[Congenital rubella syndrome after maternal immunization]
[Article in Hebrew]
Miron D, On A.
Infectious Disease Unit, Porya Hospital, Tiberias.
A 2.5 year-old girl was found to have congenital rubella syndrome. She
presented with microcephaly, mild developmental delay, partial sensorineural
deafness and cerebellar atrophy. Blood titers of rubella hemagglutinin were
1/256 and 1/512 (exclusively IgG). She had not had rubella, nor had she been
immunized against it. The mother had been immunized against rubella 4 years
before her pregnancy with this girl and 2 years later blood hemagglutinin
titers were 1/32 and 1/64. She was neither exposed to nor suffered from
rubella during the pregnancy. Reinfection with rubella, extremely rare during
pregnancy, may occur in women whose hemagglutinin titers are lower than 1/64.
Rubella also occurs in women who have been immunized but whose titers,
similarly, are lower than 1/64. In some of these women the disease is
asymptomatic. In general, reinfection does not result in fetal injury, but
cases have been described in which babies of mothers infected in pregnancy
were born suffering from various degrees of congenital rubella syndrome.
after previous maternal immunity.
Das BD, Lakhani P, Kurtz JB, Hunter N, Watson BE, Cartwright KA, Caul EO,
Department of Microbiology, Milton Keynes General Hospital.
Two mothers who had asymptomatic
rubella infection in pregnancy gave birth to severely affected infants. In
both, the presence of preexisting antibody was well documented, although it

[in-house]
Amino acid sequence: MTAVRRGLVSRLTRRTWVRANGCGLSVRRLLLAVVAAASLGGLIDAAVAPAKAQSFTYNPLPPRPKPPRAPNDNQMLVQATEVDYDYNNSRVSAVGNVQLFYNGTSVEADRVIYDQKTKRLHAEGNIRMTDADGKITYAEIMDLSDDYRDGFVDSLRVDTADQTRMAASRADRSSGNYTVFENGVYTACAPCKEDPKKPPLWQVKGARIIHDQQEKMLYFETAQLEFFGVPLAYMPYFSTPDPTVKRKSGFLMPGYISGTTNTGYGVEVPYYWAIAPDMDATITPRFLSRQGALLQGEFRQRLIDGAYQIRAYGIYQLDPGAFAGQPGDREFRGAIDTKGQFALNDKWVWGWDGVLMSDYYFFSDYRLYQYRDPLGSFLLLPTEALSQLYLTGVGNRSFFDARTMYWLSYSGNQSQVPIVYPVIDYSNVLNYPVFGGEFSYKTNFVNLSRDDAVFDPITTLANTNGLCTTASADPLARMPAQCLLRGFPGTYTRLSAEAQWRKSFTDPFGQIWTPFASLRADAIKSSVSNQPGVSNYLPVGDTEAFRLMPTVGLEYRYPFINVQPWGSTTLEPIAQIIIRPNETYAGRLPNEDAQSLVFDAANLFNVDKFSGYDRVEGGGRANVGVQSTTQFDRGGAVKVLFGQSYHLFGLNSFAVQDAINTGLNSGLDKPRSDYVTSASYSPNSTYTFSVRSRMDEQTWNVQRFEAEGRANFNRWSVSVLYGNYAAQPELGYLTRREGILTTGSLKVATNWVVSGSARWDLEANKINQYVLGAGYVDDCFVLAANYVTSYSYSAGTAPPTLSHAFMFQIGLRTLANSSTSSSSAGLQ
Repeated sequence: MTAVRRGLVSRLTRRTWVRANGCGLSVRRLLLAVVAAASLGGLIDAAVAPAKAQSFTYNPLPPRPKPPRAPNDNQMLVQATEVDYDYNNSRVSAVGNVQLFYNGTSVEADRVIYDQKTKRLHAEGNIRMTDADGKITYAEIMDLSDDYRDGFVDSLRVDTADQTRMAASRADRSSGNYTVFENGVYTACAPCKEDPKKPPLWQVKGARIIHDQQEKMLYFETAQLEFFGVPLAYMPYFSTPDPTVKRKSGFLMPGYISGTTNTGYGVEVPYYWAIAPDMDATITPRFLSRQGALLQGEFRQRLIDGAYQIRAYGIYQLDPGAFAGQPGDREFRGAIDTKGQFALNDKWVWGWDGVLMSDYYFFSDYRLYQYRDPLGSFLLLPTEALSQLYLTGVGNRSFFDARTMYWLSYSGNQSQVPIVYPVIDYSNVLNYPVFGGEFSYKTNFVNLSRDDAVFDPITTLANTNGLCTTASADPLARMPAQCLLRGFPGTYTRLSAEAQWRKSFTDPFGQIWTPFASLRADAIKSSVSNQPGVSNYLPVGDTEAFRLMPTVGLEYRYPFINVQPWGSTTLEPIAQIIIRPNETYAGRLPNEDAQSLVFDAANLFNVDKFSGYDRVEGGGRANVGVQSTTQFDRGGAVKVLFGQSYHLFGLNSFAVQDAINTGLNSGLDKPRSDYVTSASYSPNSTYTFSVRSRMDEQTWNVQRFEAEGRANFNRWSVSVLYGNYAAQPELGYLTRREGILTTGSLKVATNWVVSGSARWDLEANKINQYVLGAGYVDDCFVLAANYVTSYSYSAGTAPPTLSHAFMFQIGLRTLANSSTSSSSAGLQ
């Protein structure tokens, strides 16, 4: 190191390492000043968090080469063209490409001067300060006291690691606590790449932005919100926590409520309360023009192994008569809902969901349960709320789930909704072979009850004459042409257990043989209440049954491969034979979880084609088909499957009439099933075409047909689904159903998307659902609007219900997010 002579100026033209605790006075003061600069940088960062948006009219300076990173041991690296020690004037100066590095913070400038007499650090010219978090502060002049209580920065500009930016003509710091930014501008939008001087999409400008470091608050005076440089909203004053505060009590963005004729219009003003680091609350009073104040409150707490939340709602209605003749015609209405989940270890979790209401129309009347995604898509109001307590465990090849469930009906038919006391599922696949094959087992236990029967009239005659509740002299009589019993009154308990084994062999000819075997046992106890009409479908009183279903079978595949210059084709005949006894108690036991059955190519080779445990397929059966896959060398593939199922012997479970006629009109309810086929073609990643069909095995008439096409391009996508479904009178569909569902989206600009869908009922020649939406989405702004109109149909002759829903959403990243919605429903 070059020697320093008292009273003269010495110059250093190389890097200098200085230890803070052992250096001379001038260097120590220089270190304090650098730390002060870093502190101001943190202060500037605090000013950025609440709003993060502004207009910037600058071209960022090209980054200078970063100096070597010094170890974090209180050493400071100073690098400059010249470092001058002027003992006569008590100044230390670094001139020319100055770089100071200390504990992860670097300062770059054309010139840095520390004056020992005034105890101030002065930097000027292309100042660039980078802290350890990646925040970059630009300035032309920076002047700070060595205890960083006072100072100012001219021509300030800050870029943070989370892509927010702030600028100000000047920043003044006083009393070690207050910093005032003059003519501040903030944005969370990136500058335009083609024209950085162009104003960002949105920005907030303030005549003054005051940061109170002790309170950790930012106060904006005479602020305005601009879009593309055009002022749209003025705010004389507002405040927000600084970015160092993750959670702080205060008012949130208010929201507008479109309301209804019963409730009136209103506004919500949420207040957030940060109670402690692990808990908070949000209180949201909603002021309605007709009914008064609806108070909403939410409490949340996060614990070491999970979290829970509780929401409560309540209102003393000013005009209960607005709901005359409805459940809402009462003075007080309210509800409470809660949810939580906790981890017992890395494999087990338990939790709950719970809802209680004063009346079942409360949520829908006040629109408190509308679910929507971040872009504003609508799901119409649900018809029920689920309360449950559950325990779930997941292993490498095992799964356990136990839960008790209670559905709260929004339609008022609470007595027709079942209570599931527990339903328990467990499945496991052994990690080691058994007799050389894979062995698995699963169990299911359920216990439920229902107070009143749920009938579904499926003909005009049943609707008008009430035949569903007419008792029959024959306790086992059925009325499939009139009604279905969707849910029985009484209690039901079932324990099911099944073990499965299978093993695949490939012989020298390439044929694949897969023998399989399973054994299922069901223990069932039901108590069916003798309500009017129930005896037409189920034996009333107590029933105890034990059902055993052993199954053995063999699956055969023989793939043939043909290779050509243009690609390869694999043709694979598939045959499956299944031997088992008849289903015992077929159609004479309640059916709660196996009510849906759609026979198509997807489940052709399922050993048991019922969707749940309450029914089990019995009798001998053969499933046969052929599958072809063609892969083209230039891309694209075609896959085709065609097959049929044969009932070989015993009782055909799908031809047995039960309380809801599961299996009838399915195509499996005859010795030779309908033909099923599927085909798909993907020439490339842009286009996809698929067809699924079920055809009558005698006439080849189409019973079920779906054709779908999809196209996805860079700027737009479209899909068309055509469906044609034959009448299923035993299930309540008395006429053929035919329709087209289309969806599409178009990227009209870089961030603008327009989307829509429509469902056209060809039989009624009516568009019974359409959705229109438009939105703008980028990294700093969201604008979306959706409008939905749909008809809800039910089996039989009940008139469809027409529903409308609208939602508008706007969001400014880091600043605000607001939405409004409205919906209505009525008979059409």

could not be established whether it was the result of vaccine or natural
Congenital rubella infection after previous immunity of the
Saule H, Enders G, Zeller J, Bernsau U.
II. Kinderklinik im Krankenhauszweckverband, Augsburg, Federal Republic of
A newborn boy was admitted with a
congenital rubella infection. Seven years previously his mother had been
vaccinated against rubella; 3 years previously rubella immunity had been
confirmed. Therefore, intrauterine transmission must have occurred
after maternal reinfection during pregnancy. Prenatal diagnosis of rubella
embryopathy with serological methods after subclinical maternal reinfection is
Rubella embryopathy after previous maternal rubella
Enders G, Calm A, Schaub J.
This report concerns a boy with
congenital rubella infection and features of the classical and expanded
rubella syndrome who was born to a mother who had been successfully vaccinated
vaccine seven years previously. The diagnosis of rubella embryopathy
was confirmed by demonstrating rubella-specific serum IgM antibodies using
four different methods, by the persistence of rubella HAI and IgG antibodies
in serum taken between three and eight months of age and by the isolation of
rubella virus from throat secretion, urine and blood mononuclear cells. The
child died at eight-and-a-half months of age. This case is discussed in
relation to the persistence of vaccine-induced immunity with particular
respect to the protective quality of low levels of antibodies against
intrauterine infection in the event of re-infection during pregnancy.
We report a case of a patient who had
a subclinical rubella infection in the first trimester of pregnancy which
resulted in the delivery of a baby suffering from congenital rubella.
Rubella virus vaccine, liver attenuated (Cendevax) vaccine had been
administered to the mother nearly three years before, with proven
seroconversion from a rubella haemagglutination-inhibition titre of 1:10 to
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